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texas and she is one of my favorite first ladies. she is the first first lady to announce her own inaugural agenda. she announces during up to the 1965 inauguration, she goes public with her agenda for her time as first lady and will concentrate on beautification or environmentalism. she was not thrilled with that word, but it was a doable word. she was going to concentrate on the great society and helping her husband's efforts to promote the great society. on working on his eventual presidential library. the east wing was with the west wing. she is doing environmental things. she is at a national park talking about the environment.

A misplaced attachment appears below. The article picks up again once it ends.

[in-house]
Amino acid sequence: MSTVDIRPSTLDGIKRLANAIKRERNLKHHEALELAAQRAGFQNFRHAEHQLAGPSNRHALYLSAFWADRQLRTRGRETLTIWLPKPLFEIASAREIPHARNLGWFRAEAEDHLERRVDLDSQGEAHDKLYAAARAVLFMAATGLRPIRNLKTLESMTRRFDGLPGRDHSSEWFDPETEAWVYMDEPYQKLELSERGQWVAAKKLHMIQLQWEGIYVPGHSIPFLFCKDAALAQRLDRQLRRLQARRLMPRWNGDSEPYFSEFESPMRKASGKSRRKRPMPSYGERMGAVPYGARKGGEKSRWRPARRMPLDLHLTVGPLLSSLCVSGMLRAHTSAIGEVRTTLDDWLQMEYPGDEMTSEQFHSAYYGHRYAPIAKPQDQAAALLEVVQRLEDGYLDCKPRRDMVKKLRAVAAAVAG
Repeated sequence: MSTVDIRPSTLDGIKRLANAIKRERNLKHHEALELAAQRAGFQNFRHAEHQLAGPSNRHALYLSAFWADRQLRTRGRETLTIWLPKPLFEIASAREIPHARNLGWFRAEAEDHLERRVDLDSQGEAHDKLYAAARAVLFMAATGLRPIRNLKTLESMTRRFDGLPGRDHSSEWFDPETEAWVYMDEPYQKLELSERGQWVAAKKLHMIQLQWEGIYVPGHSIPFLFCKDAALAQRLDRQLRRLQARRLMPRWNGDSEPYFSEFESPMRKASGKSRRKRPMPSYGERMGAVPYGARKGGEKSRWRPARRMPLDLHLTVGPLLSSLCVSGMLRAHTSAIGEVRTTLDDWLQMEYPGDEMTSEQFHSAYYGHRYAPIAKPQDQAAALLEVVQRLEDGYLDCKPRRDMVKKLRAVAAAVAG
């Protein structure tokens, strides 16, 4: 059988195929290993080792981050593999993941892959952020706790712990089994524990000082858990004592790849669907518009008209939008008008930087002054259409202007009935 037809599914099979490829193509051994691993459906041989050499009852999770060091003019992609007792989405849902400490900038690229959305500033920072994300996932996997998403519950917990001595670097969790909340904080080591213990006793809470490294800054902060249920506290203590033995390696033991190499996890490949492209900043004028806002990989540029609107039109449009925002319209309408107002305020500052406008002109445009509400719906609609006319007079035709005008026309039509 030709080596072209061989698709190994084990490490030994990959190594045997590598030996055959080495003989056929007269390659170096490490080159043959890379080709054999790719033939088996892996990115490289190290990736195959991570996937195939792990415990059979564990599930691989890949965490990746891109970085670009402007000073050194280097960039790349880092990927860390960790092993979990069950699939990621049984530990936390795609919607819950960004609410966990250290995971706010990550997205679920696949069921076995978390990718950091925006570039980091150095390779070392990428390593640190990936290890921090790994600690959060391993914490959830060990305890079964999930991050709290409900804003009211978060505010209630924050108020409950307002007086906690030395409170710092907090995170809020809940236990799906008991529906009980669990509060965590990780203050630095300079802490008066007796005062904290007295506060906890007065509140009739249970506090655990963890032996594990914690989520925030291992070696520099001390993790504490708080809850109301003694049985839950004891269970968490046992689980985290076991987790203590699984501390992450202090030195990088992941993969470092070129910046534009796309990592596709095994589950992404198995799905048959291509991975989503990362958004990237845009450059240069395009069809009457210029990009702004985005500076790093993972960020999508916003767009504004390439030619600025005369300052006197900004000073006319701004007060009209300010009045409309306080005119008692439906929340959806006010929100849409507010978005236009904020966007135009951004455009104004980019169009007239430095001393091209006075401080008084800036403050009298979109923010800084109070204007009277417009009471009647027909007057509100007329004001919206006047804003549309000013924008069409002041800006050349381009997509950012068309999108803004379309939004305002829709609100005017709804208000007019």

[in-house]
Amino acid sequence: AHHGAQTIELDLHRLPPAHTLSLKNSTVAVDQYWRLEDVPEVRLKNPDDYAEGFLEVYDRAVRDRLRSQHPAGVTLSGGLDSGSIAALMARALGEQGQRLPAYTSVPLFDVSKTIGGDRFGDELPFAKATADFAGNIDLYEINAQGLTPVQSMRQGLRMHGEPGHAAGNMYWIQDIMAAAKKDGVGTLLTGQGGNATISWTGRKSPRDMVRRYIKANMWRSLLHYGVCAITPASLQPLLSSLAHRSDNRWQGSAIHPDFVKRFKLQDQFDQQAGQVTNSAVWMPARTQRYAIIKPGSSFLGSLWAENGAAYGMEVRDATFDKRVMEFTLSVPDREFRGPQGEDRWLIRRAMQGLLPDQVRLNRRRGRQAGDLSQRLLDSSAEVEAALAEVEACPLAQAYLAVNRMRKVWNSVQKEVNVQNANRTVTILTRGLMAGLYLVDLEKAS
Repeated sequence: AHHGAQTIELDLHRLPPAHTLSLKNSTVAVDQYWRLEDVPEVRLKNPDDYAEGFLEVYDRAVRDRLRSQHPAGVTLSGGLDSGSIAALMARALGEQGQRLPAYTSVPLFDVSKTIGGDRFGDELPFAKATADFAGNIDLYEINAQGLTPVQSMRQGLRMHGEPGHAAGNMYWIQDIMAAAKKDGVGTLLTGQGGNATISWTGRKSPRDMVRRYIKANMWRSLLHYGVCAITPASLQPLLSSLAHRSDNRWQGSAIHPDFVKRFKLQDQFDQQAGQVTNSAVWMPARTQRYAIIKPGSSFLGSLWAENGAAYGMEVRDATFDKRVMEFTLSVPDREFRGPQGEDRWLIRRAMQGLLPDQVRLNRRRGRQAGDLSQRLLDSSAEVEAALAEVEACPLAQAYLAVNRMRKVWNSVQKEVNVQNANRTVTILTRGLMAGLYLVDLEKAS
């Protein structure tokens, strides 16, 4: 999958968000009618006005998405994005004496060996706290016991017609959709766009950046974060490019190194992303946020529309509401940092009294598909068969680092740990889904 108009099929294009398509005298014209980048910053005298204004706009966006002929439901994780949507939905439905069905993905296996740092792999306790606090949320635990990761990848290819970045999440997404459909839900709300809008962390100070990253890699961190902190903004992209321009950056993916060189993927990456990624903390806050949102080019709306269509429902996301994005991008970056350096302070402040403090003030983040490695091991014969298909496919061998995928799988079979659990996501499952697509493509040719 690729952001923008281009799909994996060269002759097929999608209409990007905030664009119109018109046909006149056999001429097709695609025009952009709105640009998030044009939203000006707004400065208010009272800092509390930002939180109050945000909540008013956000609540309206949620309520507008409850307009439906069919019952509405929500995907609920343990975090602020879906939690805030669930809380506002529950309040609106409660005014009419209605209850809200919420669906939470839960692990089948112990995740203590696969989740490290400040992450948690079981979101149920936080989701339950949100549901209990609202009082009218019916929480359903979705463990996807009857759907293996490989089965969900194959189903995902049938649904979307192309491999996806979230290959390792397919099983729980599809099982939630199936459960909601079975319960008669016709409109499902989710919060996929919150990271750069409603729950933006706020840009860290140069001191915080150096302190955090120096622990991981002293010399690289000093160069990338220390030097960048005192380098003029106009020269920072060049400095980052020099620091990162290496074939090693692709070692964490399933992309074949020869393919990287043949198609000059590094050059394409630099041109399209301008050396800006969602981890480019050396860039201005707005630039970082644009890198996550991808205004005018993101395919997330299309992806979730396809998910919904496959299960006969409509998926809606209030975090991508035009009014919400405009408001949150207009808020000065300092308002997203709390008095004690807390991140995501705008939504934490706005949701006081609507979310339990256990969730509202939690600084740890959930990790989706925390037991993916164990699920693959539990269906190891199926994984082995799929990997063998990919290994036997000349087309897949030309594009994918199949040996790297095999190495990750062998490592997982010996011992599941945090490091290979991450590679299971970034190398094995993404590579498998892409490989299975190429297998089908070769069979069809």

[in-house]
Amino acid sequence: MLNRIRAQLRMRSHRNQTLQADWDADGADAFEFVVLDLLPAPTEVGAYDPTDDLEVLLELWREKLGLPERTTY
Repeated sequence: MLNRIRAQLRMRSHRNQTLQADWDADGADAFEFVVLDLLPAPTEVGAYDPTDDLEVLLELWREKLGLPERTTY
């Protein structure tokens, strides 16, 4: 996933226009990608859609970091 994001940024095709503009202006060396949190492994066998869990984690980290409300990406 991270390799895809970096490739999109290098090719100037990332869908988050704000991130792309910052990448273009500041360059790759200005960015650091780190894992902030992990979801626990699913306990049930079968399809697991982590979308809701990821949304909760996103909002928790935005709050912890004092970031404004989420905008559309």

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we have a scarf in here that i love. the scarf promotes the discover america program. the discover america program is something that the west wing is putting it's an effort to keep american tourism dollars in america. it's encouraging you to vacation and tour america. so mrs. johnson can promote that at the same time she's promoting environmentallism. >> is this all part of the great society agenda? >> yes. in a large way all of it is. it's to make a better america. an america that's more livable for all of us. it's all tied in. what your environment is like has to do with what your life is like, what your financial situation is like, what the quality of your life. i think for her it all ties together. she's the first lady who says you have to find something to do that makes your heart sing. find the thing that makes your heart sing and follow that. >> as the first lady. >> as the first lady. life in general, but as the